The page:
A vast area of Colombia is made up of virgin jungle which is part of the massive Amazon River Basin. Much of the land is protected area. Some of it is populated with indigenous tribes, including a few that refuse contact, and unfortunately, in some areas, paramilitary forces. Due to these and other factors, it’s a wild and quite dangerous section of the country – definitely not a tourist destination.
Fortunately, there is a small section in the southeastern corner of Colombia that is extremely safe and quite developed for tourism.
It runs along the Colombian border with Peru, separated only by the Amazon River. This corner contains the only two developed towns along the Amazon River in the department of Amazonas, Leticia (the capital) and Puerto Nariño. Small villages populated by indigenous people dot the river on both sides, making up the rest of the area. Because of the aforementioned factors, there are no roads connecting these towns to the rest of Colombia. They both sit next to the Amazon River, relying on it for transportation, freight, food, economy, and much more.
We decided to do a four day trip to this small Colombian enclave. I normally don’t like all-inclusive tours, but the price with On Vacation was just too good to beat. We were offered a discounted package deal for about COP$900,000 per person for a group of four during peak season. Round trip airfare to Leticia from Cali, all meals, transportation, hotels, and all but two tours were included. Normally, airfare to Leticia can be quite expensive, upwards of COP$600,000 non-peak. If you aren’t into all-inclusive tours, you have a little extra time, and you want to see the REAL Amazon jungle (this trip was Amazon-lite), a similar trip (and much more thorough) can be done alone easily. I’ll explain that at the end of this entry.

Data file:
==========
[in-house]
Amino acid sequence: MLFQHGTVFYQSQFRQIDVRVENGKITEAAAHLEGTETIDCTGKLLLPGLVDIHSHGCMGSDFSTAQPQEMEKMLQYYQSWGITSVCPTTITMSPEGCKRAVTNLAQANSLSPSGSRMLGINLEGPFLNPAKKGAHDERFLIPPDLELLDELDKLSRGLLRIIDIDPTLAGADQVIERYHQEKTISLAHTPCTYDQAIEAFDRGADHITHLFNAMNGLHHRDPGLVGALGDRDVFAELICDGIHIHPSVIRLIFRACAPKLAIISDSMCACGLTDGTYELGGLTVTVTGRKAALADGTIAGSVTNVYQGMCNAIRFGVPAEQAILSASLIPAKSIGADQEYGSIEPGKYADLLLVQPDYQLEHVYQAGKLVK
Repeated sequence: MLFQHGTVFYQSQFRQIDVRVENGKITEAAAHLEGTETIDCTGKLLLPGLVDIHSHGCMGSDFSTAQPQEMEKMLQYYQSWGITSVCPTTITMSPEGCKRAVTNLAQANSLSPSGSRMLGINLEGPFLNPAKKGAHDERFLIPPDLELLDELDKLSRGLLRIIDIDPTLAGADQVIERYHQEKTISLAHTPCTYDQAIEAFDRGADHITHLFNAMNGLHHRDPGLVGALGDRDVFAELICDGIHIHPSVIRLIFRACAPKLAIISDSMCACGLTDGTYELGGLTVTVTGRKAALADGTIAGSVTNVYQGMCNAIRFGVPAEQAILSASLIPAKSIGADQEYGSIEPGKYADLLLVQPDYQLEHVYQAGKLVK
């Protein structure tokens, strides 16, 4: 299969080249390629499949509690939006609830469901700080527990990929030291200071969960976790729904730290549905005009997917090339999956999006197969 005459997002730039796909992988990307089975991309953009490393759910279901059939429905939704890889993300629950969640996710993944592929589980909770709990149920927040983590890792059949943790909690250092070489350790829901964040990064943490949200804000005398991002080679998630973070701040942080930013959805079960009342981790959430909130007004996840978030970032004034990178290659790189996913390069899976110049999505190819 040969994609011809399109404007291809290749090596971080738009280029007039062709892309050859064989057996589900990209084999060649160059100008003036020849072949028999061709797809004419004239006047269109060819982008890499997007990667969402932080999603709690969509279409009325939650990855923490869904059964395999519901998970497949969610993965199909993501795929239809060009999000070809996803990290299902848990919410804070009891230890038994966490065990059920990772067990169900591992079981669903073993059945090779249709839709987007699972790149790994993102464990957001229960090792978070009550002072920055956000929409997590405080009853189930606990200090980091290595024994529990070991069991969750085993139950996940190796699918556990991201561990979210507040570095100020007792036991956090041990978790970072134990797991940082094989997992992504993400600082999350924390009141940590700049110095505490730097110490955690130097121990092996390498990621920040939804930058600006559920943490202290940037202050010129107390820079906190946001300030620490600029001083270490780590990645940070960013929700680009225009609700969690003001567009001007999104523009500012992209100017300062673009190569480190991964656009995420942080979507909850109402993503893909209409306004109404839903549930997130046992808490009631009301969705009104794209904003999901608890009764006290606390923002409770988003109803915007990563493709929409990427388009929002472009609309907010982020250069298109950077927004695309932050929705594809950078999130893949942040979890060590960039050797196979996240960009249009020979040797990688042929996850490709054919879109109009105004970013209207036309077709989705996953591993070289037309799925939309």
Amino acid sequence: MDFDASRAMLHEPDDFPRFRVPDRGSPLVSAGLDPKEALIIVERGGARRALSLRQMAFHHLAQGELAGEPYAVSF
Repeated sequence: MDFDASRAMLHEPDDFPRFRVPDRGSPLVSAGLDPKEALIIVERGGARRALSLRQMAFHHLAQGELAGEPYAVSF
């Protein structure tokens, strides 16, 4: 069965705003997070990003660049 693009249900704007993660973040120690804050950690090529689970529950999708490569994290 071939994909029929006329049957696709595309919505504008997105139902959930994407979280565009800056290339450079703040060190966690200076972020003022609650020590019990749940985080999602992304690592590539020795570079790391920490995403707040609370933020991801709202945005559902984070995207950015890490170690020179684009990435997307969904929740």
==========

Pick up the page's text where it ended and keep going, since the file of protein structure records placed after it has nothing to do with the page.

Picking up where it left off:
The trip promised a lot of good things but there were hiccups at the beginning and at the end. On the first day, we were told to be at the airport in Cali no later than 8pm for check-in. We assumed the flight was at 10pm. We arrived around 6:30pm and checked in only to find out the flight wasn’t leaving until midnight. After waiting and waiting, we finally took off from Cali and landed in hot and sweaty Leticia around 2am.
Arrival in Leticia
After we arrived and collected our luggage, we had to pay a COP$21,000 tourist tax for the Amazonas region. We exited the airport and were greeted by the On Vacation representative. He went over a few details and had everyone board a bus to a hotel in Leticia. We stayed at Hotel Fernando Real, but only for about three hours. The rooms were simple and not the cleanest, but we were so exhausted it didn’t matter.
Cruising the Amazon
At 6am after just a few hours of sleep, we met the representative in the hotel lobby, left our luggage, and walked to a canal where we boarded a boat for the all-inclusive resort owned by On Vacation. The boat ride took about an hour.
We arrived at the resort, Hotel Amazon, at around 8am and were ushered to a buffet breakfast. Everyone was ready for a nap after the long night and journey, but unfortunately for us, we had to wait around until 11am for a mandatory meeting outlining the schedule. Our room wasn’t ready until nearly 12:30. That’s the end of the first problem. I ended up sleeping most of the rest of the afternoon and felt like the first day was a waste.
The hotel was beautiful. It was made completely of wood on stilts. The bathrooms were very modern and the beds were extremely comfortable and had mosquito netting. There was a fan in every room and an air conditioning unit that was available from 6pm to 2am daily. Wifi was an extra COP$6,000 per day but was pretty much useless.
Features of the Hotel
Buffet meals were served at 7am, 1pm, and 6pm. Food was usually very good. Entertainment was provided after dinner but was mediocre at best – a terrible lounge singer one night and Brazilian dancers the next night who would dance for one song and then spend 10 minutes taking photos and the next 15 minutes changing costumes. A bar was available daily with unlimited alcoholic drinks. Sadly, the bartenders didn’t do a very good job. We ordered caipirinhas on five separate occasions and received a different colored and flavored drink each time.
There was a pool, spa, and nature walk. Staff seemed to do a very good job. The only issue for a foreigner would be that they speak zero English. A convenience store sat across from reception. Things like toiletries, snacks, drinks, sunscreen, and insect repellant were available, but it’s best to bring necessities with you. The store sold just about everything at a premium. Continue with Day 2.